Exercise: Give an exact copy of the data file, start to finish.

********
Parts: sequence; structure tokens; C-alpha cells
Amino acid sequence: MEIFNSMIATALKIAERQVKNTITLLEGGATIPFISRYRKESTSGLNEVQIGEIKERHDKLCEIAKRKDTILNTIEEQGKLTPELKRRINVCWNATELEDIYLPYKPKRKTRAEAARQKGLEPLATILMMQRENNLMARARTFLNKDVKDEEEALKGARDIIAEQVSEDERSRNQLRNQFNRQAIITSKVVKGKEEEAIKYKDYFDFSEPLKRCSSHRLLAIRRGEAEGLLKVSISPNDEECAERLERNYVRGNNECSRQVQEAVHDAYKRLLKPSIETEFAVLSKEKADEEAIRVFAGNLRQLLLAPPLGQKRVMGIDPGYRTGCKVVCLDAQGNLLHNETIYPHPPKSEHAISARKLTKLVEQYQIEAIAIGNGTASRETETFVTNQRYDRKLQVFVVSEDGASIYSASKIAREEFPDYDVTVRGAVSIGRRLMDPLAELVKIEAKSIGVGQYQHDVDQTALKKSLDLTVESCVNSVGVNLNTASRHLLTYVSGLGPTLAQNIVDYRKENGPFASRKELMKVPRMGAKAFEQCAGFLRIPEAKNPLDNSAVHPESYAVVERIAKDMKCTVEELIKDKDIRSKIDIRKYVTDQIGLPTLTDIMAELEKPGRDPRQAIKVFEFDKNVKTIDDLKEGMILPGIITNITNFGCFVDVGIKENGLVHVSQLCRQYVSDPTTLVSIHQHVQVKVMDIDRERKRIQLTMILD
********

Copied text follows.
Parts: sequence; structure tokens; C-alpha cells
Amino acid sequence: MEIFNSMIATALKIAERQVKNTITLLEGGATIPFISRYRKESTSGLNEVQIGEIKERHDKLCEIAKRKDTILNTIEEQGKLTPELKRRINVCWNATELEDIYLPYKPKRKTRAEAARQKGLEPLATILMMQRENNLMARARTFLNKDVKDEEEALKGARDIIAEQVSEDERSRNQLRNQFNRQAIITSKVVKGKEEEAIKYKDYFDFSEPLKRCSSHRLLAIRRGEAEGLLKVSISPNDEECAERLERNYVRGNNECSRQVQEAVHDAYKRLLKPSIETEFAVLSKEKADEEAIRVFAGNLRQLLLAPPLGQKRVMGIDPGYRTGCKVVCLDAQGNLLHNETIYPHPPKSEHAISARKLTKLVEQYQIEAIAIGNGTASRETETFVTNQRYDRKLQVFVVSEDGASIYSASKIAREEFPDYDVTVRGAVSIGRRLMDPLAELVKIEAKSIGVGQYQHDVDQTALKKSLDLTVESCVNSVGVNLNTASRHLLTYVSGLGPTLAQNIVDYRKENGPFASRKELMKVPRMGAKAFEQCAGFLRIPEAKNPLDNSAVHPESYAVVERIAKDMKCTVEELIKDKDIRSKIDIRKYVTDQIGLPTLTDIMAELEKPGRDPRQAIKVFEFDKNVKTIDDLKEGMILPGIITNITNFGCFVDVGIKENGLVHVSQLCRQYVSDPTTLVSIHQHVQVKVMDIDRERKRIQLTMILD